Lab+Life Scientist Nov 2014

Page 36

microscopy

Figure 5: The centre image shows lysosome membranes and is one of the first ones taken by Betzig using single-molecule microscopy. To the left, the same image taken using conventional microscopy. To the right, the image of the membranes has been enlarged. Note the scale division of 0.2 micrometres, equivalent to Abbe’s diffraction limit. The resolution is many times improved. Image from Science 313:1642-1645.

thin tip placed only a few nanometres from the sample.

images were superimposed, the complete image would

fluorescence, but since the pulse was so weak only

This kind of microscopy can also circumvent Abbe’s

get a resolution far better than Abbe’s diffraction

a fraction of them started to glow. Due to their

diffraction limit, although the method has major

limit, and red, yellow and green molecules would be

small number, almost all of them were positioned

weaknesses - the light emitted has such a short range

distinguishable even if their distance was just a few

at a distance from each other greater than Abbe’s

that it is difficult to visualise structures below the cell

nanometres. In this manner Abbe’s diffraction limit

0.2 µm diffraction limit. Hence the position of each

surface. In 1995 Eric Betzig concluded that near-field

could be circumvented. However, there were some

glowing protein could be registered very precisely in

microscopy could not be improved much further but

practical problems, for instance a lack of molecules with

the microscope. When their fluorescence died out, a

continued to ponder whether it would be possible to

a sufficient amount of distinguishable optical properties.

new subgroup of proteins could be activated. Again,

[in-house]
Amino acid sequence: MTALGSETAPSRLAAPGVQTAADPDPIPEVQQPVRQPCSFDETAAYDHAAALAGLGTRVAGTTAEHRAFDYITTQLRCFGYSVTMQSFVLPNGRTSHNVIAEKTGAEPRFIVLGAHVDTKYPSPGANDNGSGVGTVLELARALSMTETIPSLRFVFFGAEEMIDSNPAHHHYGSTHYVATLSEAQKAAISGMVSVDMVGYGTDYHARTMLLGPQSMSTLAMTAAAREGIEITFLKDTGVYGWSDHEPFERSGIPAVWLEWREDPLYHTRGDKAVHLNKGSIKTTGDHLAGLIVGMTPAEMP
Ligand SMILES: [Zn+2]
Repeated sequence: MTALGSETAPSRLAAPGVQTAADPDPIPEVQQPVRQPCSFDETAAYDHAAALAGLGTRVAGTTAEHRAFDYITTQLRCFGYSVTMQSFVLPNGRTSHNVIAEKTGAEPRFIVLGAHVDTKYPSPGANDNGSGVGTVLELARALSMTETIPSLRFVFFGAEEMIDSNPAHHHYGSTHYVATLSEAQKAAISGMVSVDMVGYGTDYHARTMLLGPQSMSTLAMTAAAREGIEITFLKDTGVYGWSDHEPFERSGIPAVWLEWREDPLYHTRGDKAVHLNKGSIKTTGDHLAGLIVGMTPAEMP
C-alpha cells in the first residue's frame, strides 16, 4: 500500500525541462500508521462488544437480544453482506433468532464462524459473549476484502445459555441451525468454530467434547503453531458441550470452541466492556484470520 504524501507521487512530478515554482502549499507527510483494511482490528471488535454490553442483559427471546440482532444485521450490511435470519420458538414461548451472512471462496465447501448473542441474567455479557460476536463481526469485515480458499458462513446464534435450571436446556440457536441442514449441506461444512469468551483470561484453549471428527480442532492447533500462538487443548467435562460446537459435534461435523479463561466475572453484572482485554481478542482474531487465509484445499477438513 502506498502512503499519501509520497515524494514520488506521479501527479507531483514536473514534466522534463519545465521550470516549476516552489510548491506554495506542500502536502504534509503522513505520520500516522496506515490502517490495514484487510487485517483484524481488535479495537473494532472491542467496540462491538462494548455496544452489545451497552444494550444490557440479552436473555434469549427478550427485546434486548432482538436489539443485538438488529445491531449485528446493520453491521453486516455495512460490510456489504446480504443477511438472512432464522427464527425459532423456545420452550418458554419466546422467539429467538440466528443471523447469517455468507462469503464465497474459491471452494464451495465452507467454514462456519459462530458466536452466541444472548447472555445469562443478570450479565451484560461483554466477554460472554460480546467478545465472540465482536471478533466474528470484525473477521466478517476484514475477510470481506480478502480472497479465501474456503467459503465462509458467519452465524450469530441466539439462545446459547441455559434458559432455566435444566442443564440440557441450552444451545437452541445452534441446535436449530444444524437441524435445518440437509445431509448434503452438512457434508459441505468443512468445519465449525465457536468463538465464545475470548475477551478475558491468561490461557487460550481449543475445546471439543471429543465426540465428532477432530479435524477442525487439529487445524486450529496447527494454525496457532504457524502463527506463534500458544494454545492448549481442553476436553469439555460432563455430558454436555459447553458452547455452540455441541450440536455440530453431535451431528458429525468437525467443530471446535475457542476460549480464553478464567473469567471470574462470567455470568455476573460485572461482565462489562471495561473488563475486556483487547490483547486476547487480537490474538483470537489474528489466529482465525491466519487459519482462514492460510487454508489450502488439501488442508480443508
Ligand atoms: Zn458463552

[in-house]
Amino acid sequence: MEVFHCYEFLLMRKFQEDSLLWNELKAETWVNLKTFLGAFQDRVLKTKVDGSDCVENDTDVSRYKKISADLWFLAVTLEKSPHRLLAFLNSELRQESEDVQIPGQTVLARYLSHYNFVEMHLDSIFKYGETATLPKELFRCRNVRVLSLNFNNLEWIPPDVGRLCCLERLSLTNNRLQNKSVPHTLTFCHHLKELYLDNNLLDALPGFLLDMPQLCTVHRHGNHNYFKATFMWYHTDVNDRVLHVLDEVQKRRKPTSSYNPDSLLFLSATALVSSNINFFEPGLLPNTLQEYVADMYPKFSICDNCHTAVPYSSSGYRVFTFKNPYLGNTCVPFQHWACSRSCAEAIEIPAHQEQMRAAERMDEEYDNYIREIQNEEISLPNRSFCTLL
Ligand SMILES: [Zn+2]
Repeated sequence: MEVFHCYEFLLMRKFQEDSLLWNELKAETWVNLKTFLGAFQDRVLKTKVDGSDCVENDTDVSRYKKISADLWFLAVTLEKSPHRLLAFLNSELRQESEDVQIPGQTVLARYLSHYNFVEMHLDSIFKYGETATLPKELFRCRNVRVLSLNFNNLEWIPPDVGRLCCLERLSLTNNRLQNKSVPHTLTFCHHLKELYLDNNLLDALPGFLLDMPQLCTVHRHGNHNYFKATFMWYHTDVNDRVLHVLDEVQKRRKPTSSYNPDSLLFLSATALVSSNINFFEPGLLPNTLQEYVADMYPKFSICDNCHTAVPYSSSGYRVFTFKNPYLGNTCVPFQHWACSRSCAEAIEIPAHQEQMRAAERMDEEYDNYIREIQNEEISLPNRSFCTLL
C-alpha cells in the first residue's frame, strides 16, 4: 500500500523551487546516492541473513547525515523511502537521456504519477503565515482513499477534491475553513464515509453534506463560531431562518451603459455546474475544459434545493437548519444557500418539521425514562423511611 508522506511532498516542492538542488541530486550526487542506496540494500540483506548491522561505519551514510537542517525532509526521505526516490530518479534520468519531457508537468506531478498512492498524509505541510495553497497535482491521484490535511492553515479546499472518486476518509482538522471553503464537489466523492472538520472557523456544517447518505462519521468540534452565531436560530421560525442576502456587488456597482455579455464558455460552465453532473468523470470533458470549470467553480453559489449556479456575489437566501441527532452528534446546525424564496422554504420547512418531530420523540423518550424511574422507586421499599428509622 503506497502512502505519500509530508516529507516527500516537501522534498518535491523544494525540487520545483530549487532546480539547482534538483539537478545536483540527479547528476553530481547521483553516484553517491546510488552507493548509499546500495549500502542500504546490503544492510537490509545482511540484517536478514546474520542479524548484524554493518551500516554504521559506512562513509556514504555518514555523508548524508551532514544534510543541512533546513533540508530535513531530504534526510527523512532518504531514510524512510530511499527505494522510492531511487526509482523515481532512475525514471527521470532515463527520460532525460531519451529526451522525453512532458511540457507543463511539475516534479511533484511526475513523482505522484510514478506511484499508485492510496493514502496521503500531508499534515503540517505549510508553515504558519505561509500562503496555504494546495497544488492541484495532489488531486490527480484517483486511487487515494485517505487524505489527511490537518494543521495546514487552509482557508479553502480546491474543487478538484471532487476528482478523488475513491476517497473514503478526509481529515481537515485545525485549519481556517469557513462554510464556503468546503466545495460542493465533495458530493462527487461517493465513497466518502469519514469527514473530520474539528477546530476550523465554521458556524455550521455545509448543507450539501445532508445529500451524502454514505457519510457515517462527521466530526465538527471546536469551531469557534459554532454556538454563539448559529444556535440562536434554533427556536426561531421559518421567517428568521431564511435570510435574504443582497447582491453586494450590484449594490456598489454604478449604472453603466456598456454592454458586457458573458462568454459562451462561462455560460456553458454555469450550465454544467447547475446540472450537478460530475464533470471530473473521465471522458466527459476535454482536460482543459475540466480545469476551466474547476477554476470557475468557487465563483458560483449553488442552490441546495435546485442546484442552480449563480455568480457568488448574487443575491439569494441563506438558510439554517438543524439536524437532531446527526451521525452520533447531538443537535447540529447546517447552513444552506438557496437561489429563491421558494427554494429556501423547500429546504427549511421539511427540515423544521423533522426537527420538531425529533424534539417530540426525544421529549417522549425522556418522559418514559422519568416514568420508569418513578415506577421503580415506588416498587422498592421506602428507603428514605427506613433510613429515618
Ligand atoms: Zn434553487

circumvent the diffraction limit by using molecules

A breakthrough came in 2005, when Betzig

the pulse was so weak that only a fraction of the

with different properties, molecules that fluoresced

stumbled across fluorescent proteins that could be

proteins began to glow, whereupon another image

with different colours.

activated at will, similar to those that Moerner had

was registered. This procedure was then repeated

Inspired by W E Moerner, among others, Eric

detected in 1997 at the level of a single molecule. Betzig

over and over again.

Betzig had already detected fluorescence in single

realised that such a protein was the tool required to

When Betzig superimposed the images, he ended

molecules using near-field microscopy. He began to

implement his idea - the fluorescent molecules did

up with a super-resolution image of the lysosome

ponder whether a regular microscope could yield the

not have to be of different colours, they could just as

membrane. Its resolution was far better than Abbe’s

same high resolution if different molecules glowed

well fluoresce at different times.

diffraction limit.

with different colours, such as red, yellow and green.

Just one year later, Betzig demonstrated, in

The methods developed by Eric Betzig, Stefan

The idea was to have the microscope register one

collaboration with scientists working on excitable

Hell and W E Moerner have led to several nanoscopy

image per colour. If all molecules of one colour were

fluorescent proteins, that his idea held up in practice.

techniques and are currently used all over the world

dispersed and never closer to each other than the 0.2

Among other things, the scientists coupled the glowing

and the development of super-resolved fluorescence

µm stipulated by Abbe’s diffraction limit, their position

protein to the membrane enveloping the lysosome.

microscopy has won the three researchers this year’s

could be determined very precisely. Next, when these

Using a light pulse the proteins were activated for

Nobel Prize in Chemistry.

36 | LAB+LIFE SCIENTIST - November 2014

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